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Old 11-13-05, 06:54 AM
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Purging system

Purging a system is something done far too often. When you do this, you introduce fresh water (not good). This water, being cold, contains more dissolved gases which will come out of solution when the water is heated possibly causing more of a headache than you now have. If you have any automatic air vents, make sure they are working. If they show any signs of corrosion, replace them.
 
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Old 11-13-05, 04:16 PM
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You may have already done this but be sure that the valves are installed in the proper direction. Those valves will hammer if they are installed backward. Also if you want to do anything semi-major, add a Spirovent air eliminator and a quart of 8 way or any other good air scavenging water treatment. Then don't add water and give the system a week or two to get rid of all the air.

Ken
 
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Old 11-18-05, 08:53 AM
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Question

KField, you are correct, the valves are installed opposite to the feed flow. I had never noticed this before and oddly enough I had never encountered this banging with my previous boiler (Teledyne). What gives there? Also, the genius who installed these valves has them soldered in top and bottom so reversing them involves a little work. One last question, if this is indeed the source of my problem versus air..why would only 2 of the 4 zones be banging? So many questions...so few answers...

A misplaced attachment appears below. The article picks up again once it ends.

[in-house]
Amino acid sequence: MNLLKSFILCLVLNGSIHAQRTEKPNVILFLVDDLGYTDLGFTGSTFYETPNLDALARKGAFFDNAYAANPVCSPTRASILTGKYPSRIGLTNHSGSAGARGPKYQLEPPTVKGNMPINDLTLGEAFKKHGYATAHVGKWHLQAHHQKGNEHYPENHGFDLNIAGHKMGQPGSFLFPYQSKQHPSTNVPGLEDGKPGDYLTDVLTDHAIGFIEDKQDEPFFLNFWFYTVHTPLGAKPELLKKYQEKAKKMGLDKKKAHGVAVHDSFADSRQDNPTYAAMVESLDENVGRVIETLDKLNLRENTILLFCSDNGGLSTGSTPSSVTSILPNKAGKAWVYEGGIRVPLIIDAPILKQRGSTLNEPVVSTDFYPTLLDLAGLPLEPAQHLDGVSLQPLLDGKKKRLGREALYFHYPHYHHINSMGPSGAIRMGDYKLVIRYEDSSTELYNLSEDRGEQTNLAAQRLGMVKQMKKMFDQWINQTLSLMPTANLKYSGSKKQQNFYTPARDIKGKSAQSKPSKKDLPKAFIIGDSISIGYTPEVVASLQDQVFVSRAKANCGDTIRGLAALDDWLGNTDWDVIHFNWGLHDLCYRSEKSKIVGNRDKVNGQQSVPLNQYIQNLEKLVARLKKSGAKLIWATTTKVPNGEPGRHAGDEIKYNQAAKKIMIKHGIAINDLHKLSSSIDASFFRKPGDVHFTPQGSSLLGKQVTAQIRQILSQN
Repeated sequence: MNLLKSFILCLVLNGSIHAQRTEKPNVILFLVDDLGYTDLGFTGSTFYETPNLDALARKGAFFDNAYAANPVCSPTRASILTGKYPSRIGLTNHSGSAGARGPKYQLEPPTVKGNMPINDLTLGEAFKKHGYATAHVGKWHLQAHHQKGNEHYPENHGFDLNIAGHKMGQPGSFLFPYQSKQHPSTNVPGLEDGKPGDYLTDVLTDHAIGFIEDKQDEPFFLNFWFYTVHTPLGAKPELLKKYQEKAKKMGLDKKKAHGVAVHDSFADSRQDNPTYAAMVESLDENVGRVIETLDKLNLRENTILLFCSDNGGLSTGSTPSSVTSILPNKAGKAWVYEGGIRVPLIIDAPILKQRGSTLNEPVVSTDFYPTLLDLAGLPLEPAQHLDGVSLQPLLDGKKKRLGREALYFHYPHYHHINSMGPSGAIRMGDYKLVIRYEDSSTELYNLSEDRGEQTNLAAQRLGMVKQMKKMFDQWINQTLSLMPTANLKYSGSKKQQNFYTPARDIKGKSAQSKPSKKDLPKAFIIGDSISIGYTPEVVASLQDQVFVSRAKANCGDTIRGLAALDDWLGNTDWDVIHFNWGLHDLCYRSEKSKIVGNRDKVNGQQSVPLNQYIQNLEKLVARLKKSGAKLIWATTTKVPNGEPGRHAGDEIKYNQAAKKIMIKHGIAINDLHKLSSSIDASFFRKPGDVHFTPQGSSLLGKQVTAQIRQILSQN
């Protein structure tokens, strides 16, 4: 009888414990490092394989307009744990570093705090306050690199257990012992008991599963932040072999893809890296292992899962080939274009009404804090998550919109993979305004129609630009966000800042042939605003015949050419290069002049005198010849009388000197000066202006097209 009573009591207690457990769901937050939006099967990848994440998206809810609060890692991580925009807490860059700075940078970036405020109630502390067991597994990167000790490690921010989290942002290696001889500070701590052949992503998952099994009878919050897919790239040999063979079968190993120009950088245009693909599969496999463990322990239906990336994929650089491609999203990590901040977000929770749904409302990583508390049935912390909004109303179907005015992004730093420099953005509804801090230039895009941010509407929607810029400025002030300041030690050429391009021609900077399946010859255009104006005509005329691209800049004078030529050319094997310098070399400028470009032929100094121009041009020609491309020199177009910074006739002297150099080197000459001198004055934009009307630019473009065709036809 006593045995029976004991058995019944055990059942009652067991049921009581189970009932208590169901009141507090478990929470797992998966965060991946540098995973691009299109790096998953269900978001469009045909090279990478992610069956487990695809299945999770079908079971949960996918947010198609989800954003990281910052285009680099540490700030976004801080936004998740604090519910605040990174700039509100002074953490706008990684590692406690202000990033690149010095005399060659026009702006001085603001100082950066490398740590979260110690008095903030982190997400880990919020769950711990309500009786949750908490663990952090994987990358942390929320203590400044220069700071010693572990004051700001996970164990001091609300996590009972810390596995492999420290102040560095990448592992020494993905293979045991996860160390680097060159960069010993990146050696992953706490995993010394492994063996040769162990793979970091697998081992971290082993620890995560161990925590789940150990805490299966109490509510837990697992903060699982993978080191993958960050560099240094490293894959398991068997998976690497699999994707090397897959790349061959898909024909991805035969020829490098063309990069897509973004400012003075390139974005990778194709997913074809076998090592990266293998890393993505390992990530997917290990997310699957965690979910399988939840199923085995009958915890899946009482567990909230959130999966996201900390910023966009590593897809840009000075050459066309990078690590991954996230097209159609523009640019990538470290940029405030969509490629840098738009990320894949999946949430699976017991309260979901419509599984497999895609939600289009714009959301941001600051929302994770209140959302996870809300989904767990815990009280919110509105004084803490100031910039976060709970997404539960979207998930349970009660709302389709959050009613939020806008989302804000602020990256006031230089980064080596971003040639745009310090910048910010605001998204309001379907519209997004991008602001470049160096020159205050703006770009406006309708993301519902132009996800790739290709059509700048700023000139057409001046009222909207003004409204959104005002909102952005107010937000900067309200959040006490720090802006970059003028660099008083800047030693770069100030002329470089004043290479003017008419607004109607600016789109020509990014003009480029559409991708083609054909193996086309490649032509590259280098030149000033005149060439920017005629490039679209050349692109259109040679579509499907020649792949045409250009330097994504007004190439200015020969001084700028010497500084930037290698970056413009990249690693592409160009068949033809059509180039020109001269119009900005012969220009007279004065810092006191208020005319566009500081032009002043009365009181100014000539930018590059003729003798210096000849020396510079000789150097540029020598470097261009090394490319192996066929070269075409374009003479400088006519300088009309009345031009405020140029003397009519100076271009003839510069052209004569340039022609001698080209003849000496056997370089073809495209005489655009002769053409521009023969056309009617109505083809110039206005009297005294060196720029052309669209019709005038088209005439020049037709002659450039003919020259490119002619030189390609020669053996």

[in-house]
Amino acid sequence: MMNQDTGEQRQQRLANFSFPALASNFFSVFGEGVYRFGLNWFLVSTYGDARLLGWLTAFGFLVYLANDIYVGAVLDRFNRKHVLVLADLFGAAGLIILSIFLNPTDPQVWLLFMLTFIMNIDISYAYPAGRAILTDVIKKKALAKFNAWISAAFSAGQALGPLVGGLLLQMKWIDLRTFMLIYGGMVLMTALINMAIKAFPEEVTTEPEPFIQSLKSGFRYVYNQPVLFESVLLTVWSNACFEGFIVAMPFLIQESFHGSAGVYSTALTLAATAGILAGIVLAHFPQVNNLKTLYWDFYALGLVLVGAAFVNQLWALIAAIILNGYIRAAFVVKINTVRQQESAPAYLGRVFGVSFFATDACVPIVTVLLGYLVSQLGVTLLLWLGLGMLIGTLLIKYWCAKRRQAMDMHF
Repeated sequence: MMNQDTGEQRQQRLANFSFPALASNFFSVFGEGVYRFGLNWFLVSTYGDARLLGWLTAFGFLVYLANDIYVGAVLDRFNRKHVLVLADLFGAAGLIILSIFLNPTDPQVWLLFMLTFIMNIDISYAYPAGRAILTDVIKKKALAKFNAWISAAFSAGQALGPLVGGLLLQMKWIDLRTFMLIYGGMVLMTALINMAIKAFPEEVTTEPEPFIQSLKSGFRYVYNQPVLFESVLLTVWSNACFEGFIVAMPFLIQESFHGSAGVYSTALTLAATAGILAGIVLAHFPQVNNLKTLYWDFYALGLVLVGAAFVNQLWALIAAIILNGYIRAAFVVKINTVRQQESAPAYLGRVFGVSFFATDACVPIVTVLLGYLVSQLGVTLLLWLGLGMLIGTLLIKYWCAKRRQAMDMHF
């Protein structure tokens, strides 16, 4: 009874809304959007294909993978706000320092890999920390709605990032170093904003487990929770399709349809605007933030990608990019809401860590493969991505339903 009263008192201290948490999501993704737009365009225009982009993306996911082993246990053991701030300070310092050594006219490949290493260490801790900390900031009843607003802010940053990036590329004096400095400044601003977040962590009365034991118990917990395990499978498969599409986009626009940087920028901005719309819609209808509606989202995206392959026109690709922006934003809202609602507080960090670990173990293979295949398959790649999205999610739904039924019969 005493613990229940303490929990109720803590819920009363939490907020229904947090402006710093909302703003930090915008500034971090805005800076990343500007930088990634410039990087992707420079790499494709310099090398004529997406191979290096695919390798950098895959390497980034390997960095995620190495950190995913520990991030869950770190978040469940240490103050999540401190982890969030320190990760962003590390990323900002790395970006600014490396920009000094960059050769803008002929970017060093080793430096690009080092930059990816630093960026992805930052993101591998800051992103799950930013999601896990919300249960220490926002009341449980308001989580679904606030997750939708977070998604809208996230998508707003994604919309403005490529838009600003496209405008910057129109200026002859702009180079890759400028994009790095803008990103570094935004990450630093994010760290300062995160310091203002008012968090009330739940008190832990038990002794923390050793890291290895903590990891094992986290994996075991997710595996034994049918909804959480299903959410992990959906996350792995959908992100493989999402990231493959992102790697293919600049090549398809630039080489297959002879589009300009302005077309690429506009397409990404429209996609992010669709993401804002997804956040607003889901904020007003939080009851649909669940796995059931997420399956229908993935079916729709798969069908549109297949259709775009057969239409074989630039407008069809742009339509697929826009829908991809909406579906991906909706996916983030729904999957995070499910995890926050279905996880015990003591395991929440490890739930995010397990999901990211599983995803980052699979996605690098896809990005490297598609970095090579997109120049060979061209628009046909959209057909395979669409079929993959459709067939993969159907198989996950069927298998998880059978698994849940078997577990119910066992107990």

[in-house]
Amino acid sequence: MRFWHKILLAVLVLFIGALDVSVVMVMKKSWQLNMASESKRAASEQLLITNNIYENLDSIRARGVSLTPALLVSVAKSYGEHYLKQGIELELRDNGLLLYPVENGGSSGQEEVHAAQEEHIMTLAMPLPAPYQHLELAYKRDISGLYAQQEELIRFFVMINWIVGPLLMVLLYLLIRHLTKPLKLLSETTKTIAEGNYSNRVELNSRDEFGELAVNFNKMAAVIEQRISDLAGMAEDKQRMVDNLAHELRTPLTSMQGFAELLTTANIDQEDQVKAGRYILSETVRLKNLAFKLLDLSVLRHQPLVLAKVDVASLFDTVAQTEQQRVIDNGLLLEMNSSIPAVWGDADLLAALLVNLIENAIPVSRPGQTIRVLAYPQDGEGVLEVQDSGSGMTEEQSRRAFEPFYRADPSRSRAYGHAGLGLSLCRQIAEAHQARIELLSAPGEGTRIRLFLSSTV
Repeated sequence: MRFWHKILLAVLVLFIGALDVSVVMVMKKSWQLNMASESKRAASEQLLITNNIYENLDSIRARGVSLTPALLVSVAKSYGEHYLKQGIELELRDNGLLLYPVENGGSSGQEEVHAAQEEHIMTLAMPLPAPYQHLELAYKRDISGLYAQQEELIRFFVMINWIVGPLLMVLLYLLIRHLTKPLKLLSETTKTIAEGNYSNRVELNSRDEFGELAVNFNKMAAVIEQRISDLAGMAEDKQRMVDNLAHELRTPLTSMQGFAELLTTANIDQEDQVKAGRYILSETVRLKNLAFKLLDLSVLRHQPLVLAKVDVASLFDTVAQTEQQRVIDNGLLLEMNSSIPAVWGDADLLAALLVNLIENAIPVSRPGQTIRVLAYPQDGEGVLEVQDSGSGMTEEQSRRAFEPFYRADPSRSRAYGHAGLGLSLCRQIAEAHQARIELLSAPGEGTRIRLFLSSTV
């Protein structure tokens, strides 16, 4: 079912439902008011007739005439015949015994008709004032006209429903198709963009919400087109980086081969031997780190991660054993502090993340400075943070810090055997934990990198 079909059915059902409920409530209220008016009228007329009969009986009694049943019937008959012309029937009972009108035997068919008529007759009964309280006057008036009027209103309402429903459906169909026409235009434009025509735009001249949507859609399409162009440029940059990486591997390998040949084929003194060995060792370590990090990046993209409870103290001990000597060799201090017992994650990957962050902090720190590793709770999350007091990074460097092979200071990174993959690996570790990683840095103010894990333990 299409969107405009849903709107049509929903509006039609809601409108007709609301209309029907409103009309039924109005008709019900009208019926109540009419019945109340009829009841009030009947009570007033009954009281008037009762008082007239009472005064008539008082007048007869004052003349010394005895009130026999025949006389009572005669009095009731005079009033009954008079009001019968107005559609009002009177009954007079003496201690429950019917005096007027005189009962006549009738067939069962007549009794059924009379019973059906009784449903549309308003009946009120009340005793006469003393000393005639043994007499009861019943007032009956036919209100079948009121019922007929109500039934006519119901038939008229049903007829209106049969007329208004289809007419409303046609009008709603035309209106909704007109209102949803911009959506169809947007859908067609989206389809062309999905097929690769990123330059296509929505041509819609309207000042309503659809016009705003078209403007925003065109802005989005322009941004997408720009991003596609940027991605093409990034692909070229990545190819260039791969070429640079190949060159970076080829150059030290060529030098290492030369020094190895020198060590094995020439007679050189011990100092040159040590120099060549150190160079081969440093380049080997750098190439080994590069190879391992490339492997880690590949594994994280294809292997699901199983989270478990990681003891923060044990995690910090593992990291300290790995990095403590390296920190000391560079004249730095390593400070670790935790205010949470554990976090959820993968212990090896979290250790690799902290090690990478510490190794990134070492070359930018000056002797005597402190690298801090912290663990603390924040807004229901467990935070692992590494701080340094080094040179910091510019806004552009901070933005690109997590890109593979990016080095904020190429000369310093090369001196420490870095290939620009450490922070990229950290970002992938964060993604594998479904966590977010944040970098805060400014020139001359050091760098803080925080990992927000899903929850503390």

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Old 11-18-05, 02:36 PM
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Well, theoretically if there is no air in the loop when the pump pushes against the valve it can't compress the water and bang the valve closed. If there is an air pocket somewhere, the valve will compress that air and slam the valve closed. You can try anything you want but things will work better when the valves are installed correctly. It is sad because there are only 2 ways to install them and if you don't know which way is the correct way, why would you just guess?

Ken
 
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Old 11-23-05, 03:45 PM
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OK...OK..Grady and KField..guys, I am really getting confused by this whole hydronics "thing". I have some fixes planned for this weekend and while in a hardware store looking for some parts who should I meet bus a "PLUMBER" self-professed in hot water systems. After a lengthy conversation and a description of my system he tells me the following:
1. My zone valves, while reversed and due to be righted, should be on the RETURN side of the loop versus the FEED side (mine are indeed on the FEED side). This is a major job to reverse them...what say you?
2. He really, really frowns on 90 degree bleeders on the zone rads..again, what say you? His philosophy is turn it up and let it clear itself and then, only then, put a SPIROVENT in if necessary.
I really miss forced hot air...sorry!
darstemar
 
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Old 11-23-05, 04:24 PM
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Valves

Flipping the zone valves over will be job enough. Don't worry about moving them to the opposite end of the loop. They will work ok on either side. In fact some manufacturers of boilers specify putting them on the supply side.

Don't worry about the 90 bleeders. This guy has been reading too many books & not enough time working.

Spirovents do a good job but are expensive.

Once you get the bugs out, you'll forget about the scorched air & love the quiet comfort of hydronics.
 
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Old 11-24-05, 04:35 AM
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I could not have said it better myself, Grady. Flip those valves and get as much air out as possible. Once the rest of the air has worked its way out, don't drain the system unless absolutely necessary.

Ken